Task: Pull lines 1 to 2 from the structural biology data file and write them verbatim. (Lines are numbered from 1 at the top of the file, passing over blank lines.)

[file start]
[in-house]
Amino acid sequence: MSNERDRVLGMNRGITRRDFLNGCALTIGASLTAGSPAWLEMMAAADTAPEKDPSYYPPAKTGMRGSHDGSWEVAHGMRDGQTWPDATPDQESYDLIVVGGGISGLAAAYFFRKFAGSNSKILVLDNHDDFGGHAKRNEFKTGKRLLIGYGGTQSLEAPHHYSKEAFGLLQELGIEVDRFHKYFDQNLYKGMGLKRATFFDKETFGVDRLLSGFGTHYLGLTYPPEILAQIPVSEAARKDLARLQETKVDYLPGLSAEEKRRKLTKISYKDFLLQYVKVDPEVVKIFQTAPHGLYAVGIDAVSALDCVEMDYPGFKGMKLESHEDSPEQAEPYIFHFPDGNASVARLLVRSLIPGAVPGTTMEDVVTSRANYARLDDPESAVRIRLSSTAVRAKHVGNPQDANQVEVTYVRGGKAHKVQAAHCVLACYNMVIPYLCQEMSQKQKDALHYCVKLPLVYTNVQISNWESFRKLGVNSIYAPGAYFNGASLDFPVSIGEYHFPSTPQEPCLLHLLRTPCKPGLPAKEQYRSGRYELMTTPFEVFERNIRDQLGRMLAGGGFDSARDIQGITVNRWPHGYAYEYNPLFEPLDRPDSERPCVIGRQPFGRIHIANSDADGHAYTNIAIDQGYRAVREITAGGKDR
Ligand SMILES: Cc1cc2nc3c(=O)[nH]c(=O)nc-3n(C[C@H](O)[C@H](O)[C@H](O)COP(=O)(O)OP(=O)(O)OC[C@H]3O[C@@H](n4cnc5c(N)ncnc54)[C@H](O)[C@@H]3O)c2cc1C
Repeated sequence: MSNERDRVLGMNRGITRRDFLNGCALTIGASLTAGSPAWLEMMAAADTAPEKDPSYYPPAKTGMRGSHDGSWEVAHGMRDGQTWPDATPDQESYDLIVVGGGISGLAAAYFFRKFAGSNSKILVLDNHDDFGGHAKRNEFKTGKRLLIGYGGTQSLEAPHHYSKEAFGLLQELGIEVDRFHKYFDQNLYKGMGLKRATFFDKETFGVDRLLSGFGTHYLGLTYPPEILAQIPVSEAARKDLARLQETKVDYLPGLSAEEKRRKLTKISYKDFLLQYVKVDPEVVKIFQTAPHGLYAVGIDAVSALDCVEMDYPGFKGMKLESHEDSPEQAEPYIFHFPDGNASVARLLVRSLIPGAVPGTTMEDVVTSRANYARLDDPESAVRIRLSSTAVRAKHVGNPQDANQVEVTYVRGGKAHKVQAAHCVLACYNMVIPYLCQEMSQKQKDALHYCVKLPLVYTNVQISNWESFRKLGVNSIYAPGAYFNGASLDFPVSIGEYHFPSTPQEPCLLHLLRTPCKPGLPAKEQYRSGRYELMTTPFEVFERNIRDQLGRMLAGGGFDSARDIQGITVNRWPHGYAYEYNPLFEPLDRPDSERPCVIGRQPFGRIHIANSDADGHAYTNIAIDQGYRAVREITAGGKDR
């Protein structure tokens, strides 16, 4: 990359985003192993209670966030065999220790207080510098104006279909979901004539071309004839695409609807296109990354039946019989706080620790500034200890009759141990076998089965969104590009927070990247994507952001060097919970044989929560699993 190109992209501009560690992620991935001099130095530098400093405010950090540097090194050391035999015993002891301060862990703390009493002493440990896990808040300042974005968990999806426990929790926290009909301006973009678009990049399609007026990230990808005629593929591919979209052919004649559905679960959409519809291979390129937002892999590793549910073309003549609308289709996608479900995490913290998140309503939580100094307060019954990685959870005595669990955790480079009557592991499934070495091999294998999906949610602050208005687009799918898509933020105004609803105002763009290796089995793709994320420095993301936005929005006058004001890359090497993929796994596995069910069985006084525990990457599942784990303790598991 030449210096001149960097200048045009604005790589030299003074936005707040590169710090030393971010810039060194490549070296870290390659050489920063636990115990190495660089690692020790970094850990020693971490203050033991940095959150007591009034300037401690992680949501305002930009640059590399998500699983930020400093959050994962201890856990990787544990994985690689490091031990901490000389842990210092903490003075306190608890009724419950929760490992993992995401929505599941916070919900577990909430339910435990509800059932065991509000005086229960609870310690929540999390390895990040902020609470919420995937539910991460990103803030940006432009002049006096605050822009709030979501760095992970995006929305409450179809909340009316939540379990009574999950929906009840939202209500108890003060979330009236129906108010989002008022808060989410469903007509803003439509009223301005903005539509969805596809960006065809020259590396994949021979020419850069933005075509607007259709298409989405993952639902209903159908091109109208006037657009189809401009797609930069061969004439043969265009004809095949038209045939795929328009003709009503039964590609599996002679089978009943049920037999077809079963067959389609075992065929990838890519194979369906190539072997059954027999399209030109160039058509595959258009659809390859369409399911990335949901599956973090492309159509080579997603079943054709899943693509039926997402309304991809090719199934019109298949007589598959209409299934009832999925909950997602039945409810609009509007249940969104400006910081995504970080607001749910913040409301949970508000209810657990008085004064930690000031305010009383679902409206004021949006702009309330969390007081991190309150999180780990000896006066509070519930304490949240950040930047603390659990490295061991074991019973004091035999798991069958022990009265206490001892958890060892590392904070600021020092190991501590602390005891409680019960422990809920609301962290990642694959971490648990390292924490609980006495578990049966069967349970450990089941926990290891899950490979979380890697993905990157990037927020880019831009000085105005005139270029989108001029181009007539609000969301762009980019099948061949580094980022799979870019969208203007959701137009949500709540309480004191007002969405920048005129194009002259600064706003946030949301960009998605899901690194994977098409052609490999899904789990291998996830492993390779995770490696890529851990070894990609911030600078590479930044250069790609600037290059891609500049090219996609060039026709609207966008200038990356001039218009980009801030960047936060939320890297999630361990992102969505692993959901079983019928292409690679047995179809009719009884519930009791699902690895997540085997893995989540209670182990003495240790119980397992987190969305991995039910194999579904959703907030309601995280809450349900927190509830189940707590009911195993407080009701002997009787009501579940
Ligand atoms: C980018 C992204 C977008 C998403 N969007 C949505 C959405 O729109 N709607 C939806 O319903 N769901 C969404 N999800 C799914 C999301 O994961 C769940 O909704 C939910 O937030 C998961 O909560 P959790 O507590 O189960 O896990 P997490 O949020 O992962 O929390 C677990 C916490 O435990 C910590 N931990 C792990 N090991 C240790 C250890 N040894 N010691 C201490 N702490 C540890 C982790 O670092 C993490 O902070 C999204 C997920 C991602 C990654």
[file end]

[in-house]
Amino acid sequence: MSNERDRVLGMNRGITRRDFLNGCALTIGASLTAGSPAWLEMMAAADTAPEKDPSYYPPAKTGMRGSHDGSWEVAHGMRDGQTWPDATPDQESYDLIVVGGGISGLAAAYFFRKFAGSNSKILVLDNHDDFGGHAKRNEFKTGKRLLIGYGGTQSLEAPHHYSKEAFGLLQELGIEVDRFHKYFDQNLYKGMGLKRATFFDKETFGVDRLLSGFGTHYLGLTYPPEILAQIPVSEAARKDLARLQETKVDYLPGLSAEEKRRKLTKISYKDFLLQYVKVDPEVVKIFQTAPHGLYAVGIDAVSALDCVEMDYPGFKGMKLESHEDSPEQAEPYIFHFPDGNASVARLLVRSLIPGAVPGTTMEDVVTSRANYARLDDPESAVRIRLSSTAVRAKHVGNPQDANQVEVTYVRGGKAHKVQAAHCVLACYNMVIPYLCQEMSQKQKDALHYCVKLPLVYTNVQISNWESFRKLGVNSIYAPGAYFNGASLDFPVSIGEYHFPSTPQEPCLLHLLRTPCKPGLPAKEQYRSGRYELMTTPFEVFERNIRDQLGRMLAGGGFDSARDIQGITVNRWPHGYAYEYNPLFEPLDRPDSERPCVIGRQPFGRIHIANSDADGHAYTNIAIDQGYRAVREITAGGKDR